Yesterday afternoon I spotted this gem:-
“Government should do more to get ‘marginalised’ older people online.”
To which I should like to respond with a few questions:-
What business is it of government?
Who decides they’re “marginalised”? This isn’t simply a function of ageing. Nor, indeed, is it necessarily much to do with not being online – marginalisation can take many forms.
And who says they want to be online in the first place?
I know many people older than me who have been involved with PCs since the dark days of MS-DOS,** and earlier (and whether you think Bill Gates is a saint or a sinner, there’s no denying that Windows opened up computing to the masses – and I’ve used Windows since v3.1 (when I couldn’t have used a MS-DOS-based machine if you’d put a gun in my ear), omitting ME and Vista along the way.
**For those of you who are too young, MS-DOS = Microsoft Disk Operating System.
I’m now on Win7 and that’s as far as I’m prepared to go, especially now the house of cards that is Win8 is about to come crashing down with the discovery of a back door leading directly into the NSA archives.
Anyway, touch-screen technology is smearily annoying on a smartphone or tablet – I sure as hell don’t want anything bigger to get covered in greasy fingermarks.
And please – don’t use the comments section as an anti-Microsoft platform, or pro-Linux.
Having access to the World Wide Web – not the Internet as is so often erroneously supposed – the latter being a network of military and academic computers designed to survive a relatively modest nuclear exchange (modest because it does pre-suppose that enough people will survive to use it), upon which the Web piggy-backs – is not a right.
Like a TV, or a car, it’s technology you are at liberty to buy into should you so desire, and be able to afford it. It’s not a “human right”. Nor is it the government’s place to spend taxpayers’ money providing equipment for other taxpayers whom, left to their own devices, might well never have evinced the slightest interest in the technology.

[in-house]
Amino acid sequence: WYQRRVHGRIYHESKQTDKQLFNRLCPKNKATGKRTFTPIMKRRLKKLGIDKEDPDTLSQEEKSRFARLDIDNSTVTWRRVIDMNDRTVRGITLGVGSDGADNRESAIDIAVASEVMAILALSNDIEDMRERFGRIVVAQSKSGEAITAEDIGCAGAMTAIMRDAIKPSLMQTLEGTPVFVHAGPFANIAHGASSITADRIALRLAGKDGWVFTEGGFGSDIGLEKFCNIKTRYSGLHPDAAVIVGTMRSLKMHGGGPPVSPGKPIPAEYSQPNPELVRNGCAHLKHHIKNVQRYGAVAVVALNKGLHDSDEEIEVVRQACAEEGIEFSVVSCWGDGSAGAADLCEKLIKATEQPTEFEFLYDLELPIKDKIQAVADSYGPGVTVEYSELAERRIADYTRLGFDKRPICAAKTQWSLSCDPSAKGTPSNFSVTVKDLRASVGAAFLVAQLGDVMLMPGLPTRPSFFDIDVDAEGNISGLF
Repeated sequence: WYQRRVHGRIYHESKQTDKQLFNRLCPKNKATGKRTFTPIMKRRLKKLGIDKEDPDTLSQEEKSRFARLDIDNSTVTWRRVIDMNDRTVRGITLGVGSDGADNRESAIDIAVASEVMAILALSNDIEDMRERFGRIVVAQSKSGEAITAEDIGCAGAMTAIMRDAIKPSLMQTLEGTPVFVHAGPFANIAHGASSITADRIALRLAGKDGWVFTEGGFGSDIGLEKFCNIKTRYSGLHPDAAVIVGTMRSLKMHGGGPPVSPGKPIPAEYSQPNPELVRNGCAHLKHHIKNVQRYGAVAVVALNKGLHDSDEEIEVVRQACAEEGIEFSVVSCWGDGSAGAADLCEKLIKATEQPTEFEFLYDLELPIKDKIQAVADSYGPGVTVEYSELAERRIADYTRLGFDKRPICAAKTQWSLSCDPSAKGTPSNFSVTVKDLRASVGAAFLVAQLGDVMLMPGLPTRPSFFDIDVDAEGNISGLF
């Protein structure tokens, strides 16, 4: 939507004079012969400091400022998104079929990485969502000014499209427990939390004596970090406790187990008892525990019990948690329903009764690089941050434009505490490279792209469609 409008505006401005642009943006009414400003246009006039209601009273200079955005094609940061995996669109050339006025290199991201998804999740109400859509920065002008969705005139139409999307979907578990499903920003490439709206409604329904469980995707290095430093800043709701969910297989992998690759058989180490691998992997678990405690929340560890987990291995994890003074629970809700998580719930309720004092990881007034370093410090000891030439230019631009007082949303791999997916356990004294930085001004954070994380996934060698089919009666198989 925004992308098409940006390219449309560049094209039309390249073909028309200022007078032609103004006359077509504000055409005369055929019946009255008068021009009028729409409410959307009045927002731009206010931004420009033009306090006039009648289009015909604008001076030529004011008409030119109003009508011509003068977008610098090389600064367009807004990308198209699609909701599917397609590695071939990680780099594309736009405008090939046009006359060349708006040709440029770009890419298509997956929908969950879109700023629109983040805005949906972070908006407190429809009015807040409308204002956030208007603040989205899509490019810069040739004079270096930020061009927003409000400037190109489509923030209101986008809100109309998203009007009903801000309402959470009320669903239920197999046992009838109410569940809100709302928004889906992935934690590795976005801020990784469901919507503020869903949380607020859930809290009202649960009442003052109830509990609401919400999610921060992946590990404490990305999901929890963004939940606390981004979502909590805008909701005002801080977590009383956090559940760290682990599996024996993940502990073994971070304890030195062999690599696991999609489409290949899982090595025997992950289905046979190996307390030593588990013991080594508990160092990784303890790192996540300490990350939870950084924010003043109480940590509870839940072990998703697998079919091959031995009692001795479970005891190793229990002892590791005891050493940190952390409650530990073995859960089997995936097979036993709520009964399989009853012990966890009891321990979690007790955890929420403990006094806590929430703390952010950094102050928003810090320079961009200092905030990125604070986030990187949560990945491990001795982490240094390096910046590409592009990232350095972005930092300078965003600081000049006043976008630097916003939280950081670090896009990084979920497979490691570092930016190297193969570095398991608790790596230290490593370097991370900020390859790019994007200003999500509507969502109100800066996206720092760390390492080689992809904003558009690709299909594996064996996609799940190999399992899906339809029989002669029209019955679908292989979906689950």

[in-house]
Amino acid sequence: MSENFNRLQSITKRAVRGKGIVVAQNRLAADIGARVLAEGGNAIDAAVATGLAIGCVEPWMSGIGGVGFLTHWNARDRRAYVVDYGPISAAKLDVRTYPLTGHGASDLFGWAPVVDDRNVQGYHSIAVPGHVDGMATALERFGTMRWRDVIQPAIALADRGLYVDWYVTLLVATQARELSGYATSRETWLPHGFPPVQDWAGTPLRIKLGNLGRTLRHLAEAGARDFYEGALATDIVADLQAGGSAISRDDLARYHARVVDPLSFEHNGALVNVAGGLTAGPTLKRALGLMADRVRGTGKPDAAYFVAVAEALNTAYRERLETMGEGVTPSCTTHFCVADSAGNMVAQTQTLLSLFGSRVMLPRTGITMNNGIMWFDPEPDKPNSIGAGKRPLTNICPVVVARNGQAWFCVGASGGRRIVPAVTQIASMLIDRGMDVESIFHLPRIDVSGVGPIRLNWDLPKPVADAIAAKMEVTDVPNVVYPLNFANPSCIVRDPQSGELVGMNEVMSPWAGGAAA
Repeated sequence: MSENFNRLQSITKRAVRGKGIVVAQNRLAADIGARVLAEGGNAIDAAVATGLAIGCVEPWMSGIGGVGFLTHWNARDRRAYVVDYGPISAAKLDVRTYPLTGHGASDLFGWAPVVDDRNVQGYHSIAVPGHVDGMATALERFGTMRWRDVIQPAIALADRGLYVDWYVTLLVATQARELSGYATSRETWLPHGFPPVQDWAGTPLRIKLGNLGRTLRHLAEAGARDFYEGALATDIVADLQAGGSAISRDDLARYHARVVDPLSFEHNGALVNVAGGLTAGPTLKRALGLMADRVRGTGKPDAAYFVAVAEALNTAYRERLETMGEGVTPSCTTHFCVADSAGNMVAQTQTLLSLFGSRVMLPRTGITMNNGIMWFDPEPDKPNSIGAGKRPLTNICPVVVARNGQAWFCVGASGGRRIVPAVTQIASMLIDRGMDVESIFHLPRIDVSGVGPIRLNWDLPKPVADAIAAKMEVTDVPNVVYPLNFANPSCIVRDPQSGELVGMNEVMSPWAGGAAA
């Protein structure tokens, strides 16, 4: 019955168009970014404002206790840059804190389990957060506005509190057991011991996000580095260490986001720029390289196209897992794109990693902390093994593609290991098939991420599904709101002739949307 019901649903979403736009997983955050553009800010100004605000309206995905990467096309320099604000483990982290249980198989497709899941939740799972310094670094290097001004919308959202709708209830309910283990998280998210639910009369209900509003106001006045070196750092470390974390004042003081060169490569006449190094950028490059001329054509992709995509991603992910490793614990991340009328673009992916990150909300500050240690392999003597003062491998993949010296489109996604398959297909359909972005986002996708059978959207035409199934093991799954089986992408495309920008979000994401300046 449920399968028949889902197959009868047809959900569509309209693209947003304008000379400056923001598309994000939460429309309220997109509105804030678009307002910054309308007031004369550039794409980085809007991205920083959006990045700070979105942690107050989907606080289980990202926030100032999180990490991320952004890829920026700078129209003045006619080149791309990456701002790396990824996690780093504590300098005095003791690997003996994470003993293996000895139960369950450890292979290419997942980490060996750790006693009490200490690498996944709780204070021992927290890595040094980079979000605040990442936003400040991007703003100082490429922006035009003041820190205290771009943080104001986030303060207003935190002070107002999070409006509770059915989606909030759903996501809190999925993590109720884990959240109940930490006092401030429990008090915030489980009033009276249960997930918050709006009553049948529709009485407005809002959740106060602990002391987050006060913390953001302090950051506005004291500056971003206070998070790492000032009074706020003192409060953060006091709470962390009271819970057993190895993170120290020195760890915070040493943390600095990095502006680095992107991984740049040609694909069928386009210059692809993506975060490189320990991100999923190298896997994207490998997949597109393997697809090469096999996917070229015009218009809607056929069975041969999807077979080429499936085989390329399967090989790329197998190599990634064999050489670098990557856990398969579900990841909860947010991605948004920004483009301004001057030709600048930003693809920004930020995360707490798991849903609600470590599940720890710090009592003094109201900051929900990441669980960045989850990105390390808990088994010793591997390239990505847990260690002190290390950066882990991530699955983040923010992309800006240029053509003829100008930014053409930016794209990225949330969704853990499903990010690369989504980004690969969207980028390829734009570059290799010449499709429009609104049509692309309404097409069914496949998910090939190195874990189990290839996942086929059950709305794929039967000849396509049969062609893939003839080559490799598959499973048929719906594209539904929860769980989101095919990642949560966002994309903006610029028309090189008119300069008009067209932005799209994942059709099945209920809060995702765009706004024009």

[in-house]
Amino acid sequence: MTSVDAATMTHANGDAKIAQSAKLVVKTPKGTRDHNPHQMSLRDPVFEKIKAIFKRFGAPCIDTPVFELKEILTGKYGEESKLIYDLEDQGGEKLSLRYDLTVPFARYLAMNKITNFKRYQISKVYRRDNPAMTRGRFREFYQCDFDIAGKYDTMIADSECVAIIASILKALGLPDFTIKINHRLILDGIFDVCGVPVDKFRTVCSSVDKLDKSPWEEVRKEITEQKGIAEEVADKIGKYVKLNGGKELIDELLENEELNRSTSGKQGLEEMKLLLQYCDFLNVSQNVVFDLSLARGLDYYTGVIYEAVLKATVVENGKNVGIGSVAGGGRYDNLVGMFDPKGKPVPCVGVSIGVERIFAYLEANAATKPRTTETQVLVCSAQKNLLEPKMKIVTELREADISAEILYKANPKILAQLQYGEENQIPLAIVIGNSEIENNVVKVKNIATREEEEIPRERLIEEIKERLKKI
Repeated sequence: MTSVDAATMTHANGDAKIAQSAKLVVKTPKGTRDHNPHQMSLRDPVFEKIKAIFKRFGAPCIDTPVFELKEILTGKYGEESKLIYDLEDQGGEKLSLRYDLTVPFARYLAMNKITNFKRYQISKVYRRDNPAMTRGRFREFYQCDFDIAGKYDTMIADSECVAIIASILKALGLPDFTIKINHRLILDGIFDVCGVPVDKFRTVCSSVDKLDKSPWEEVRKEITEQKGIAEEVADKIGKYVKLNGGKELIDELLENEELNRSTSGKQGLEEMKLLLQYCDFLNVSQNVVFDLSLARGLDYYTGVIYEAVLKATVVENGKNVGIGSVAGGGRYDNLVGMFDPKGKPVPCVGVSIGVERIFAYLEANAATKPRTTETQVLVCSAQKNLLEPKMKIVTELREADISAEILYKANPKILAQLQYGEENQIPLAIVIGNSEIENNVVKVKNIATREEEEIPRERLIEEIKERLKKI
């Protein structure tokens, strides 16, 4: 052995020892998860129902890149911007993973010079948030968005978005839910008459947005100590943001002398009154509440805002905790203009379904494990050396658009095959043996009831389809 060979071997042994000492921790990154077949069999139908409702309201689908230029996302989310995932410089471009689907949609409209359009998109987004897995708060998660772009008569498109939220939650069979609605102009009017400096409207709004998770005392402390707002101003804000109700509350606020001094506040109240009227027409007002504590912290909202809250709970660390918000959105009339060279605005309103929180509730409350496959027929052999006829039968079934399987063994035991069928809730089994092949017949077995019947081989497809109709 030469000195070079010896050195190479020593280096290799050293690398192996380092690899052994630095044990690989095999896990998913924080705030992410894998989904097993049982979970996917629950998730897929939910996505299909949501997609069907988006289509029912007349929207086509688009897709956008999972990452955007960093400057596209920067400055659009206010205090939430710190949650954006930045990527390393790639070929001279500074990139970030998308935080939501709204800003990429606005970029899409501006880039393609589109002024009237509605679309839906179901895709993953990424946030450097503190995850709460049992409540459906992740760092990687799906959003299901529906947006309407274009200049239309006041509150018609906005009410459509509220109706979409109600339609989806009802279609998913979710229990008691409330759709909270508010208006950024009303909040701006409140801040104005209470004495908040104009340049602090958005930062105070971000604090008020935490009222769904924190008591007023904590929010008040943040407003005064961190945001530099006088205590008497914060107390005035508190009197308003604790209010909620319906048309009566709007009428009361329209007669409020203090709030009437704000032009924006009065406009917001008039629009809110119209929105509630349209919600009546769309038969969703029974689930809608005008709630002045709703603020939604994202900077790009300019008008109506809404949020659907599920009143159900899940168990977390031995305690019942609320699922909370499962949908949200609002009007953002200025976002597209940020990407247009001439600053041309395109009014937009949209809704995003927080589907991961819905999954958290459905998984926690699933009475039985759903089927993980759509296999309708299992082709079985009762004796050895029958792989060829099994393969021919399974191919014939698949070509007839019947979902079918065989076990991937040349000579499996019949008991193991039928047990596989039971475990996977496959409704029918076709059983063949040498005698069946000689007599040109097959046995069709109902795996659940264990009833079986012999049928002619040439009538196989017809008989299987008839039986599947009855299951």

And being, by any definition, an “older person” who is not remotely marginalised – because I chose not to be – I have, over the years, bought, replaced and upgraded, as necessary, a variety of computers, software, and the requisite connections to the Web out of my disability benefits. Being disabled I assumed that this was what my DLA was for, at least in part, as being online made my life very much easier. My DLA will lease me a car so, logically, I see no impediment to it funding mobility of a rather more virtual nature – makes perfect sense to me.
Hell, I was shopping online when the Tesco online store came on a CD that you had to collect from the physical store and install on your own computer. It was then subsequently updated every time you logged in – and wasn’t that fun on a dial-up connection!?
But it worked, and it worked well and then, as now, Tesco were the only company (not sure about Asda), who accepted that customers had a right to choose substitutions if they didn’t have what we wanted in stock – Sainsbury’s Ocado, et al are still playing catch-up today, having failed utterly to grasp the principle, and the Co-op will deliver your shopping only if you can go and do it in person, which strikes me as perverse in the extreme – if I can shop in person I can sure as hell bring it home with me.
At no point, though, did I want anyone to lobby central government on my behalf for funding, nor do I think it is appropriate now. And sure as hell not without asking me first whether I actually want them to!
We all know, by now, about Cameron’s half-arsed online censorship plans – so does anyone seriously think that any government-supplied or sponsored PCs won’t be riddled with spyware? If I were Cameron I’d seize the opportunity as a test-bed, before rolling out the technology nationwide. And the first step would be, as with TVs, that all computer sales would be notified to a central authority. Licensed too, I shouldn’t wonder.